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2 Burnside Literature- A to Z

Petropolis

by

Petropolis Cover

ISBN13: 9780670038190
ISBN10: 0670038199
Condition: Standard
Dustjacket: Standard
All Product Details

Only 2 left in stock at $3.95!

 

Awards

The Rooster 2008 Morning News Tournament of Books Nominee

Synopses & Reviews

Publisher Comments:

Sasha Goldberg is the ultimate outsider: she's a chubby, biracial Jewish girl from the Siberian town of Asbestos 2. Her father takes off for the United States, and leaves Sasha to navigate adolescence in a bleak apartment bloc with her overbearing mother. Sasha falls in love with an art school drop-out who lives inside a concrete pipe in the town dump. Following her heart gets her into trouble at home, so she flees Russia as a mail-order bride and lands in suburban Arizona. Sasha manages to escape her Red Lobster-loving fianc? and embarks on a misadventure-filled journey across America in search of her father.

Anya Ulinich has crafted an unforgettable story of familial fault lines, cross-cultural confusion, and the beguiling allure of new beginnings. Petropolis is a funny and poignant debut marking the arrival of a major new voice in fiction.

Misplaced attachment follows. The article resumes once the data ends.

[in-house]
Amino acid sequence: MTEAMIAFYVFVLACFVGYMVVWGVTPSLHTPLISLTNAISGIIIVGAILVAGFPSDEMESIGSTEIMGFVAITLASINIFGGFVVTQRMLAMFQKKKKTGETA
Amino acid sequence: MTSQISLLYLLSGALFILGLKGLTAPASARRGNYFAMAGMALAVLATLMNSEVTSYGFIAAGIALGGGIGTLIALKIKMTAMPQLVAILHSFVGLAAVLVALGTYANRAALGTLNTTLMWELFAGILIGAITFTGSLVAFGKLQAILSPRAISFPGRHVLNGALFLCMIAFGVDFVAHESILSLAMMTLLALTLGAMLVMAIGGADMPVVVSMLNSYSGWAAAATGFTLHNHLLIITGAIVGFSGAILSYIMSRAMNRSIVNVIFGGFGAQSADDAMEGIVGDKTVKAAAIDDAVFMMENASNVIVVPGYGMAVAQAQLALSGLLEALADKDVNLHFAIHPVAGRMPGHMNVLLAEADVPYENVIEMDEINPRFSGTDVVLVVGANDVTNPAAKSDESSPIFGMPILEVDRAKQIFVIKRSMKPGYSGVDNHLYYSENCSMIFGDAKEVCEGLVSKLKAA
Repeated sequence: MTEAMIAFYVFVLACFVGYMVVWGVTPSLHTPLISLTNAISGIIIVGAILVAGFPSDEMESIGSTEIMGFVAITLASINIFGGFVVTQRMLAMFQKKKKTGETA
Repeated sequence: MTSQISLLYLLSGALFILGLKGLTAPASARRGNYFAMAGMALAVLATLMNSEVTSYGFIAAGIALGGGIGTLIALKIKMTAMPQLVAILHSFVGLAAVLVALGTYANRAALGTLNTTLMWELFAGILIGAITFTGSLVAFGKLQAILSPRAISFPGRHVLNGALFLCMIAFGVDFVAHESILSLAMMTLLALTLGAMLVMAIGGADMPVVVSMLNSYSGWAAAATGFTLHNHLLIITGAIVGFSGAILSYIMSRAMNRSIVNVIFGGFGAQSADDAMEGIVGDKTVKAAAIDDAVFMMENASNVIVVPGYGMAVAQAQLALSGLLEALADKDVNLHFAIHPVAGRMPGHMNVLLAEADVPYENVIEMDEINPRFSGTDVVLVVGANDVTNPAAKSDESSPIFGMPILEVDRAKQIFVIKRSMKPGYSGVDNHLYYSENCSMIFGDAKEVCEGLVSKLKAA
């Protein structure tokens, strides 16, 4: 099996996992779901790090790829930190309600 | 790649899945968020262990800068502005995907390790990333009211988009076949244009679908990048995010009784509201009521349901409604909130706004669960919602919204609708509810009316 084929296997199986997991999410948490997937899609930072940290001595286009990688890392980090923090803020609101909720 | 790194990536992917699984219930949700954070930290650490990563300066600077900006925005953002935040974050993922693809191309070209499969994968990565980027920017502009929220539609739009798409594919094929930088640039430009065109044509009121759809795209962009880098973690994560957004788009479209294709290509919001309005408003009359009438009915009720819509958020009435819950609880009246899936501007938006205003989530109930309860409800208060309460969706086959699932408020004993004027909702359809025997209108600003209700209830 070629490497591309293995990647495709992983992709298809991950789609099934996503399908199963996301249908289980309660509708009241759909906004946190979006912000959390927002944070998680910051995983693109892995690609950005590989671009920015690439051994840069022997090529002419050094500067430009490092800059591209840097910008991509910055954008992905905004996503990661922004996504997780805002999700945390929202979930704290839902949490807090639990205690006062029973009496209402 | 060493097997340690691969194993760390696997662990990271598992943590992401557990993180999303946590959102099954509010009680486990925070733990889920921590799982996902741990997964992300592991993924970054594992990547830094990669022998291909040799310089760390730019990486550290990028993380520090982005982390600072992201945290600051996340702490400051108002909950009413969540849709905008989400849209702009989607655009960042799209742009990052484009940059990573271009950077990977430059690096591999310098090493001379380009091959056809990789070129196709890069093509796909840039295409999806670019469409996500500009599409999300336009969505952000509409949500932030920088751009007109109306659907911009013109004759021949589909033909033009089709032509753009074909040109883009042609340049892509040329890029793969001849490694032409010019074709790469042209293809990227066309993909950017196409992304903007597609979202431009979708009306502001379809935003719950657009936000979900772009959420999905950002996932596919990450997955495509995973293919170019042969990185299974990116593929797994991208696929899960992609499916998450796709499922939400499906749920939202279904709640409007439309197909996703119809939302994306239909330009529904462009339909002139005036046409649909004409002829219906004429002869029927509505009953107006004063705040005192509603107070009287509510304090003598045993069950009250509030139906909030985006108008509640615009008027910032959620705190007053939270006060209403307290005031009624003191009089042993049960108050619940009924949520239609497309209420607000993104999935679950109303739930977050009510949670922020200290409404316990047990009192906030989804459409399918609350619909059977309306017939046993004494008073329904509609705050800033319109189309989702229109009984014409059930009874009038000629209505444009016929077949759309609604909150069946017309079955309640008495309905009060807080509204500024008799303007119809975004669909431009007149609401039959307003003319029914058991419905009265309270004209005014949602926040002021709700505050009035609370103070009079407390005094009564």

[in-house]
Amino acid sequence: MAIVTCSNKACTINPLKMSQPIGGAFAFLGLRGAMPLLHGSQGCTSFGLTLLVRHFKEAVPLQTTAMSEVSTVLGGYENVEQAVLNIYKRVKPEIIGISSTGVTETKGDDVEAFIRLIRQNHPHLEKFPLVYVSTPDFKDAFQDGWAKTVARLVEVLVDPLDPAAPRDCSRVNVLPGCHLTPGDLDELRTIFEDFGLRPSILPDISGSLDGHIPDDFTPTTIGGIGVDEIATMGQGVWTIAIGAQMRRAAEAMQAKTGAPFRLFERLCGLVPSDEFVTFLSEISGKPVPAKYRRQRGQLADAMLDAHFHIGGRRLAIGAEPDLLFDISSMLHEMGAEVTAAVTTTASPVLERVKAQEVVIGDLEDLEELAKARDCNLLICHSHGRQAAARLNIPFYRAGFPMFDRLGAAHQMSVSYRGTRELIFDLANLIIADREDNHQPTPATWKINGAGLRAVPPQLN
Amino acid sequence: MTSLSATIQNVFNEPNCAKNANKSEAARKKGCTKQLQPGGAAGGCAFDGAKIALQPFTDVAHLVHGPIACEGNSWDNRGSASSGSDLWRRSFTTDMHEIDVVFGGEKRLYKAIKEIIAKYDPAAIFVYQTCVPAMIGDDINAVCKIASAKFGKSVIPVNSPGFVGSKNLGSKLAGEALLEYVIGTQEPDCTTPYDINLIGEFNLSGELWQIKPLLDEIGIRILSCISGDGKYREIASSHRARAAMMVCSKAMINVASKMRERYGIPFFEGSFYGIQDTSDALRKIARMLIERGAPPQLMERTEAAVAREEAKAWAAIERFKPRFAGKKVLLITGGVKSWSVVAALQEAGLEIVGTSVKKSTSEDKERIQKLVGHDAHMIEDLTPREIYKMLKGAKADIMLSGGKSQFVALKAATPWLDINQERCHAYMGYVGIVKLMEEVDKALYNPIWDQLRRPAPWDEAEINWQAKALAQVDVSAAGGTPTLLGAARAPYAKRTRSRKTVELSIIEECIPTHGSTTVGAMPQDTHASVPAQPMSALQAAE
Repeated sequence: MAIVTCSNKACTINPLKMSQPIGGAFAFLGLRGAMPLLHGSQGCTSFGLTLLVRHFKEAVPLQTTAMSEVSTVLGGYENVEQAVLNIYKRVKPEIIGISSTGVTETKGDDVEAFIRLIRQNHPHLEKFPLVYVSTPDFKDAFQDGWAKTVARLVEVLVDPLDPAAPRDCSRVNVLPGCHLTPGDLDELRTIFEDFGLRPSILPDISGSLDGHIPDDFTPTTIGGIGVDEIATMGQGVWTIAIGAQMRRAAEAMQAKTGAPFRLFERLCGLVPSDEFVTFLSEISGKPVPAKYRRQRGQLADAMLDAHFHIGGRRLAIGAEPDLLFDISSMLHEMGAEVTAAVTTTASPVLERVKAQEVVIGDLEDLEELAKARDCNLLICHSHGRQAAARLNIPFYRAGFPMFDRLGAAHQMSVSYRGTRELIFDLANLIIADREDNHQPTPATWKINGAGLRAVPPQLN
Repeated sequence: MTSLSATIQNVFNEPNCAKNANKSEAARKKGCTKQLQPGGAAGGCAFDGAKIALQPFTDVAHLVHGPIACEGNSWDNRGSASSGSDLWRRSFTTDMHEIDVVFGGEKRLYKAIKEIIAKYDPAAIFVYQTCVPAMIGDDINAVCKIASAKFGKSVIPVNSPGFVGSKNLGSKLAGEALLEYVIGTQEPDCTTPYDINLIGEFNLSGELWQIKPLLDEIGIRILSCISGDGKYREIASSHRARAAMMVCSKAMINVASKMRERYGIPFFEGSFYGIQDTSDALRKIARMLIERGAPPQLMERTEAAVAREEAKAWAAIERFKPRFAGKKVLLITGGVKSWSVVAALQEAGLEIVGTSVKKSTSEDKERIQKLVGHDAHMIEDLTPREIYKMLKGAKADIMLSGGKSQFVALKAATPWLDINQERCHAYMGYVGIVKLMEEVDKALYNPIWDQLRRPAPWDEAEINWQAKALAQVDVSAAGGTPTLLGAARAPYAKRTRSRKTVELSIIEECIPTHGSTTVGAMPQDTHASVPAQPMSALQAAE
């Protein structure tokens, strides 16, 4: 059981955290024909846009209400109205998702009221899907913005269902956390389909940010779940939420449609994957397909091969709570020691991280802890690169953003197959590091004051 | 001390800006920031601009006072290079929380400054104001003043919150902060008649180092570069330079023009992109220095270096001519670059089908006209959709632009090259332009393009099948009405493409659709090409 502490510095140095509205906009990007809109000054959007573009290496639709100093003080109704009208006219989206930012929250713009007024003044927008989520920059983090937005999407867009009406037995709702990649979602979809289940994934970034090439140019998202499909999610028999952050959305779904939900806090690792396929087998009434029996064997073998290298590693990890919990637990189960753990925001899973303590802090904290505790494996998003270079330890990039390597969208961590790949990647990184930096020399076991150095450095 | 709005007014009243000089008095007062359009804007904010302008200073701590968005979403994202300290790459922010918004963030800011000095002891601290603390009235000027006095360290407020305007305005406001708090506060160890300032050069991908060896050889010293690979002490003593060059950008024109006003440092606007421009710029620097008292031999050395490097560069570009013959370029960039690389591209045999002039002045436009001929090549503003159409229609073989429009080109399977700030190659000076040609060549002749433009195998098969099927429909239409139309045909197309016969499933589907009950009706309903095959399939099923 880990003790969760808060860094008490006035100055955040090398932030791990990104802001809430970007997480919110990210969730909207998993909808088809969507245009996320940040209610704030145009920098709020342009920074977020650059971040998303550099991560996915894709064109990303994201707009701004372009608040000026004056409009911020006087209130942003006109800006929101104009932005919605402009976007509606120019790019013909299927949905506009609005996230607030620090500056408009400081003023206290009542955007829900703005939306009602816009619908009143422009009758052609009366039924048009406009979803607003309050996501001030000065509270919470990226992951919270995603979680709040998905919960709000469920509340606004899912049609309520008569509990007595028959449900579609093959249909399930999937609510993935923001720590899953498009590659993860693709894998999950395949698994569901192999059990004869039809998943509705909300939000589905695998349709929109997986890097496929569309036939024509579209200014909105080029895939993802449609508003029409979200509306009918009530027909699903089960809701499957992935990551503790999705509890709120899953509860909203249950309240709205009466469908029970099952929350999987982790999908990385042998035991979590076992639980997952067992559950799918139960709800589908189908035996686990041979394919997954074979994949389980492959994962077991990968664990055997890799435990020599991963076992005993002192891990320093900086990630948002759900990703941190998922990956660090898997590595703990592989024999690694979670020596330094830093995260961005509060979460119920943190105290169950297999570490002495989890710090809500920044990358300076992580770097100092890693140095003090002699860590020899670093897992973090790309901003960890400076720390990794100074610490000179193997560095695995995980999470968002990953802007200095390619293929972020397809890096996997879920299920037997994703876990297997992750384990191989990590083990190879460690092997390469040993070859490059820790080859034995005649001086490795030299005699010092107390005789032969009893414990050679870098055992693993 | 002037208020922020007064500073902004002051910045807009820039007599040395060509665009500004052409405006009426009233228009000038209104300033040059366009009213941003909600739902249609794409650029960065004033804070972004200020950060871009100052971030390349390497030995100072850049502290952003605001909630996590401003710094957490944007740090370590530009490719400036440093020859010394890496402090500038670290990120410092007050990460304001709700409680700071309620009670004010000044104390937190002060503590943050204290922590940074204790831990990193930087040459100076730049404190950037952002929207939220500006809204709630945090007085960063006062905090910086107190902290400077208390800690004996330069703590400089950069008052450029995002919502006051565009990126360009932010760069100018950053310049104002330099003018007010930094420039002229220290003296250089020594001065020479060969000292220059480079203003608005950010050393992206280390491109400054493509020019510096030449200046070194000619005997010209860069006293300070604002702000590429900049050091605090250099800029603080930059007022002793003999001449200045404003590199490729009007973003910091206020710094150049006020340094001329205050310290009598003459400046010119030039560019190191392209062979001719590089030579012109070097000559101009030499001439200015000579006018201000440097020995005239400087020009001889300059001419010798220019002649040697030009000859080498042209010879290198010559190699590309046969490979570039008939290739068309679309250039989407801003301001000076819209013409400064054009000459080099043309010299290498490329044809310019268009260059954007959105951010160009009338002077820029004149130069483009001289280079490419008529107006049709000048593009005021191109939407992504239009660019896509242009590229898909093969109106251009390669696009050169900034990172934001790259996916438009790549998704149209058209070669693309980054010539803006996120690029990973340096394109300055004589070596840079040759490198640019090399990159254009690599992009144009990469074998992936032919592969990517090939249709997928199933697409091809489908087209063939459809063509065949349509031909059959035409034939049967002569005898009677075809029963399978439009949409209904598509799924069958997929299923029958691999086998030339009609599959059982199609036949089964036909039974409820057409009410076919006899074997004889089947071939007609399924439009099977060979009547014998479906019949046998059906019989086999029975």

Review:

"Ulinich's debut novel traces Russian-Jewish Sasha Goldberg's screwball coming-of-age and search for her long-ago disappeared father. Sasha, living with her mother, Lubov, in the gloomy Siberian town of Asbestos 2, is a disappointment to Lubov. Not musically inclined and is too chubby for ballet, Sasha is a messy, uncoordinated child with a passion for drawing. After Sasha is accepted into a local, cash-strapped art school, she becomes pregnant and has a daughter, Nadia. Though Sasha wants to raise Nadia, Lubov forces Sasha to attend an art school in Moscow and leave Nadia behind with her. Once in Moscow, Sasha begins scheming her way to America — where she believes her father lives — and soon is on a plane to Phoenix, Ariz., as a 17-year-old mail-order bride. Sasha flees after a year to Chicago, where she works as a live-in maid for the wealthy Tarakan family, though she is little more than the family's 'pet Soviet Jew.' Sasha's salvation lies in Jake Tarakan, the Tarakan's wheelchair-bound 18-year-old son, who helps Sasha locate her father. Though Sasha's mental letters home and some timeline hiccups work against the momentum, cultural assimilation humor is the order of the day, and Ulinich provides it by the bucketful." Publishers Weekly (Copyright Reed Business Information, Inc.)

Review:

"Sasha Goldberg, the protagonist of Russian-born Anya Ulinich's striking cross-cultural coming-of-age novel, is different from her uniformly blond schoolmates in the 'proletarian soup' of Asbestos 2, a bleak Siberian village that was once an administrative center for the Soviet gulag. Sasha is clumsy and plump, with 'yellow, freckled' skin and frizzy hair, thanks to a chance encounter between her paternal... Washington Post Book Review (read the entire Washington Post review)